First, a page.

Shmuel Rohr (1926-2012) was born to an Orthodox family in Berlin, a diligent student of Torah even during the Holocaust while fleeing to Belgium, then France, and finally to Switzerland. Fearing another war in Cold War Europe, Rohr’s father sent him to Colombia. Over the next 25 years, Rohr applied his famous intellect to business, eventually building nearly half of Colombia’s capital city, Bogota. Throughout, he maintained his devotion to Torah, especially the mitzvah of charity. He would go on to donate over $250 million to Jewish causes over his lifetime, including developing a young State of Israel, and reinvigorating Jewish life in the former Soviet Union. After an encounter with Chabad rabbis, Rohr started to donate generously to the organization, eventually bankrolling the salaries of over 500 Chabad rabbi-emissaries around the world. Rohr established a global project to preserve Yiddish literature, and his children set up the Sami Rohr Prize for Jewish Literature, one of the richest literary prizes in the world. Rohr also developed a unique system of philanthropy that is used by wealthy people worldwide. Humble and modest, Rohr often donated anonymously, and never requested his name on any of the institutions or buildings he funded, which is probably why most people have never heard of him. It is therefore said that no one really knows the true extent of his charity work. Sadly, Rohr passed away last week at age 86.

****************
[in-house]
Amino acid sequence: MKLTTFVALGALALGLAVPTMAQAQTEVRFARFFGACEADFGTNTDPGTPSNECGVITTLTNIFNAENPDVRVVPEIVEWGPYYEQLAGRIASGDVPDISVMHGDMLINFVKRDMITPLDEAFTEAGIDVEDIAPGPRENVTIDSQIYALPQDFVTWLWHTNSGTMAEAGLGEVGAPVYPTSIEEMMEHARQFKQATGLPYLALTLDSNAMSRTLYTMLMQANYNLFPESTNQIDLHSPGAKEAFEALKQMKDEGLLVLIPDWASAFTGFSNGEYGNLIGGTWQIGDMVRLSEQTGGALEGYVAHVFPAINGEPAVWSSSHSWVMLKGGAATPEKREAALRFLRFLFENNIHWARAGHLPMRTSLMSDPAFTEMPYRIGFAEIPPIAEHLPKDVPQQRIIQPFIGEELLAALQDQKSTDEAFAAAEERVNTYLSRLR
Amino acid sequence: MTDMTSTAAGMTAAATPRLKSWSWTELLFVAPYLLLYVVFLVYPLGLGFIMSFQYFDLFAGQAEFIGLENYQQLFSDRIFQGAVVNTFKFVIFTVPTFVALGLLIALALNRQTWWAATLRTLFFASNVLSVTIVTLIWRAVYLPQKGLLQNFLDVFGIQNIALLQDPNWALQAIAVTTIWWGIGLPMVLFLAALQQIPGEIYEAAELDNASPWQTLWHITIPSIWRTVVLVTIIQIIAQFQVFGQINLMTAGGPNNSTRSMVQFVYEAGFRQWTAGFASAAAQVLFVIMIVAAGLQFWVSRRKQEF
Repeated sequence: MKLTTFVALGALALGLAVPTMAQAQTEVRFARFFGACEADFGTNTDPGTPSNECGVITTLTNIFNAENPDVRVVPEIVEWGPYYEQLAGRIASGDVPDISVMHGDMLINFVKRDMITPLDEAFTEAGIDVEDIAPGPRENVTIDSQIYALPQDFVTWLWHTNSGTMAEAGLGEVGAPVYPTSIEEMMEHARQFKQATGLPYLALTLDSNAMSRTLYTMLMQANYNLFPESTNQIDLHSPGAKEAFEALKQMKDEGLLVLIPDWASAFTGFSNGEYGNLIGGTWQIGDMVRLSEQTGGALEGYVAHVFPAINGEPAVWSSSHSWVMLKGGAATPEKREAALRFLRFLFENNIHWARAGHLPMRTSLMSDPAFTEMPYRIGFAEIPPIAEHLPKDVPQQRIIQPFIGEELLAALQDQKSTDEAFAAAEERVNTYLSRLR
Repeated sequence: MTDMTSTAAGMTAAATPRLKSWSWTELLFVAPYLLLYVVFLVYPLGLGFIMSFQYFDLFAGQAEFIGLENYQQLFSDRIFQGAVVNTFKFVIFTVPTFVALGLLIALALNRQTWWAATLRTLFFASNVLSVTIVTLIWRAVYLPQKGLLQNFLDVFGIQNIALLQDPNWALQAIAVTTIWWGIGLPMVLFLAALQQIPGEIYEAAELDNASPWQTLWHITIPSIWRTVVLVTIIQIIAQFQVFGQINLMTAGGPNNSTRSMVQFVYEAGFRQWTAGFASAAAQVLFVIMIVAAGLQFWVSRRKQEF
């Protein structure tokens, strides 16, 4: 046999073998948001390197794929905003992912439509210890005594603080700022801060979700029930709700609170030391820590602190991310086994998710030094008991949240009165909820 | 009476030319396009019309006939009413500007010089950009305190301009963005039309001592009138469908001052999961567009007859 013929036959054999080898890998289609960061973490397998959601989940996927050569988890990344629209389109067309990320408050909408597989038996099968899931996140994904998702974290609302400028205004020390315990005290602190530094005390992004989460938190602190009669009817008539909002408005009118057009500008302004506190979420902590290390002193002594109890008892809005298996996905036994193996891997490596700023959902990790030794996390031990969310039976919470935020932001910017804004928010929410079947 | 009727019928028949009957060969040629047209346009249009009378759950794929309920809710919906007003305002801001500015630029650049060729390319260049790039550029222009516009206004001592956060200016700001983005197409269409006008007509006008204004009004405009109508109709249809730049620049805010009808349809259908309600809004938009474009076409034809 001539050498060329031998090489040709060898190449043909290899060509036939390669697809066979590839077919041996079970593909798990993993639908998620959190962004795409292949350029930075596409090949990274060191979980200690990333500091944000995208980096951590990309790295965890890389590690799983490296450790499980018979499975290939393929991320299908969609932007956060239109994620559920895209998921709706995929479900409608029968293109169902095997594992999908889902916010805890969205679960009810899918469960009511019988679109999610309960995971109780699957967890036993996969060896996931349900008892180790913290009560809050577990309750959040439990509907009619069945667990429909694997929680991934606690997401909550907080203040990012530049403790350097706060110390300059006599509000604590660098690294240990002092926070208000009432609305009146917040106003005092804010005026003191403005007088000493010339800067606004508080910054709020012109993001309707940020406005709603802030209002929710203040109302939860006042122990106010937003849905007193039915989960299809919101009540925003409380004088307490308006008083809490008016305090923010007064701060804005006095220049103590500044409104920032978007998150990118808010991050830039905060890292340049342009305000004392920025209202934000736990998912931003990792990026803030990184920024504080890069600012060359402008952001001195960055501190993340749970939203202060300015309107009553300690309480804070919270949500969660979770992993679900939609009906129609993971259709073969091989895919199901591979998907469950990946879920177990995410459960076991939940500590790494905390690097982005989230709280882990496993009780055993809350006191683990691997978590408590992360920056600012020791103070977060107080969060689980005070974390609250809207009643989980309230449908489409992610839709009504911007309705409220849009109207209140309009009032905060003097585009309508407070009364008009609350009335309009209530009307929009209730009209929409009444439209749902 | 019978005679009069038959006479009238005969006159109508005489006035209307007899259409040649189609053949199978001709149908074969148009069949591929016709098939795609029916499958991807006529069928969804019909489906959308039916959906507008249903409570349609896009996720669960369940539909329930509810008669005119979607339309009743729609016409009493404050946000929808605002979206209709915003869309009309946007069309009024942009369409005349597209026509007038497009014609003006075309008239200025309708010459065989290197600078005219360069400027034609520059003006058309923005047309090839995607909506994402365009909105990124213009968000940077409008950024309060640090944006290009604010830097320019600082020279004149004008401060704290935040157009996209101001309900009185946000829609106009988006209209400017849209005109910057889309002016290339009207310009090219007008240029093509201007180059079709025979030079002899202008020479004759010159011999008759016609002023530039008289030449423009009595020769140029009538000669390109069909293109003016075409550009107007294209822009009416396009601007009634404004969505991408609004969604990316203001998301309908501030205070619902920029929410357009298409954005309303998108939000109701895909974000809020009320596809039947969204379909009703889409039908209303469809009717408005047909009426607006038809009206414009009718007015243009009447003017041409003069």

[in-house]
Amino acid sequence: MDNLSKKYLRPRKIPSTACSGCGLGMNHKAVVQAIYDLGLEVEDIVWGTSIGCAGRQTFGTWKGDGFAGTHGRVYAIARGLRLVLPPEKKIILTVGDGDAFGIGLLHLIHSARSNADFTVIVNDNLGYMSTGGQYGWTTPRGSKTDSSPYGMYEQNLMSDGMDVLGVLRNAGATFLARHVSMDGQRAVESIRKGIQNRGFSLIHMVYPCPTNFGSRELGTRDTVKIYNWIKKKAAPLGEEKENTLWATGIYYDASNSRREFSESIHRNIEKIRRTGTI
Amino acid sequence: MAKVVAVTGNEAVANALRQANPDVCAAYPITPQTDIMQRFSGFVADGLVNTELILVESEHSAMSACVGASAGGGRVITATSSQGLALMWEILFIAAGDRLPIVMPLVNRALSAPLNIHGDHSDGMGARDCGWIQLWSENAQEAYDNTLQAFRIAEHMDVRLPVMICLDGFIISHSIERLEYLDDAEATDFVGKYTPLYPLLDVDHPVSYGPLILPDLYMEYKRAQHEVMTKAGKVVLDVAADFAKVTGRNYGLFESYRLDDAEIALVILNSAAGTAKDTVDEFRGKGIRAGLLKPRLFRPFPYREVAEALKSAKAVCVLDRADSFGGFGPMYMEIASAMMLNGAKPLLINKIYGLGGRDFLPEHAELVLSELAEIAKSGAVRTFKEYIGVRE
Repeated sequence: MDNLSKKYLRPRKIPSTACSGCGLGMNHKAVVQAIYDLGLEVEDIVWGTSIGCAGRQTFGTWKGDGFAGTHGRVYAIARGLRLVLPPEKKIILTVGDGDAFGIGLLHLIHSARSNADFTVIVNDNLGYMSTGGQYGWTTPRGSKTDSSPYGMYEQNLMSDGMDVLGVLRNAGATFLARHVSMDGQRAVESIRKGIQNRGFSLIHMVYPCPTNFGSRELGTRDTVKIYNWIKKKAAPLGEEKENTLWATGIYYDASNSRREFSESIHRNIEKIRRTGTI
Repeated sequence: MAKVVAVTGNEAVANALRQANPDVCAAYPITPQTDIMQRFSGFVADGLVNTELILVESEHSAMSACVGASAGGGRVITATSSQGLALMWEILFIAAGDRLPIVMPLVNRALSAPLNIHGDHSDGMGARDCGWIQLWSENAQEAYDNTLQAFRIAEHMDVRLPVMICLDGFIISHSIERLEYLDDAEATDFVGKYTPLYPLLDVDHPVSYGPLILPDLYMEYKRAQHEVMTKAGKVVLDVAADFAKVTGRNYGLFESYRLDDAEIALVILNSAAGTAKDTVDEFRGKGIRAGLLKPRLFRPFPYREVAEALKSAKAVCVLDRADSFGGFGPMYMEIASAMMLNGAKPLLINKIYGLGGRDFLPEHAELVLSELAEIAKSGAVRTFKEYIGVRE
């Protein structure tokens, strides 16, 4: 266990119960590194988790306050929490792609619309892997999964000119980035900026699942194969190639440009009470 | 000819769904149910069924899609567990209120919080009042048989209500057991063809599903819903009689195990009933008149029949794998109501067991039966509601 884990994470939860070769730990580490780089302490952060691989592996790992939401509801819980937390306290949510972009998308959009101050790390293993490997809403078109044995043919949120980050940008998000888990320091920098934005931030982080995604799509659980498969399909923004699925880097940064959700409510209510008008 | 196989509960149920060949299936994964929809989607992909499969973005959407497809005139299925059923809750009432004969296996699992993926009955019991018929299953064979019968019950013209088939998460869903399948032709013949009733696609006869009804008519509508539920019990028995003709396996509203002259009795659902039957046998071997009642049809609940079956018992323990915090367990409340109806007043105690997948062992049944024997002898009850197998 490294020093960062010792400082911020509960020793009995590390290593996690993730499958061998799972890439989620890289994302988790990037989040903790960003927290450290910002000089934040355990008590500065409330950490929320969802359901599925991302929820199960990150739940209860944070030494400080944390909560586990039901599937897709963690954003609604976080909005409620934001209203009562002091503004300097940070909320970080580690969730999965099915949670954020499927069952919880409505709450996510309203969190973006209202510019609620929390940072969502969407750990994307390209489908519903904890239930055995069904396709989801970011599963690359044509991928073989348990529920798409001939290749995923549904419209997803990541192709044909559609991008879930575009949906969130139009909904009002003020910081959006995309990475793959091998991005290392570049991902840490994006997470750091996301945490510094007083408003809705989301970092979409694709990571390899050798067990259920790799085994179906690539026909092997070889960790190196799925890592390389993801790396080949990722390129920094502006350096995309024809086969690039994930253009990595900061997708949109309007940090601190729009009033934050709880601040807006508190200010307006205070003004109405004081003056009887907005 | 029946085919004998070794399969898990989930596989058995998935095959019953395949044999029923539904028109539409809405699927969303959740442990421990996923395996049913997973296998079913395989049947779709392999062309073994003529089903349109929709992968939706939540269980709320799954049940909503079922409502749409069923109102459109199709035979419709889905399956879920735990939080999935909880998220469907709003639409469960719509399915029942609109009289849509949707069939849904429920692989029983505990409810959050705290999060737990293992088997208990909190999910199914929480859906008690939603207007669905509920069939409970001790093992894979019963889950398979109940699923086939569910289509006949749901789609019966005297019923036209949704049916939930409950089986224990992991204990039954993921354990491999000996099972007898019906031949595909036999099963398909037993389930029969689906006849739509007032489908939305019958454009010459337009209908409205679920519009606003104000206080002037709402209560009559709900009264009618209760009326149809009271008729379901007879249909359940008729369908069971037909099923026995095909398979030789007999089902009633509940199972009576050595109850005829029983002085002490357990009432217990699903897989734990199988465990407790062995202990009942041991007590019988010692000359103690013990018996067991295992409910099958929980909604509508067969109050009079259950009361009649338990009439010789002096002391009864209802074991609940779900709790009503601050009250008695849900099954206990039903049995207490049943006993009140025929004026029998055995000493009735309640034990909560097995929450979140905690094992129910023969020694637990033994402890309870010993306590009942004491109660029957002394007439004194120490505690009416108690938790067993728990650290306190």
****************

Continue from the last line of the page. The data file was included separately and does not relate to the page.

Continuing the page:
Words of the Week
The righteous promise little and do a lot; the wicked promise much and don’t do even a little.
– Talmud, Bava Metzia 87a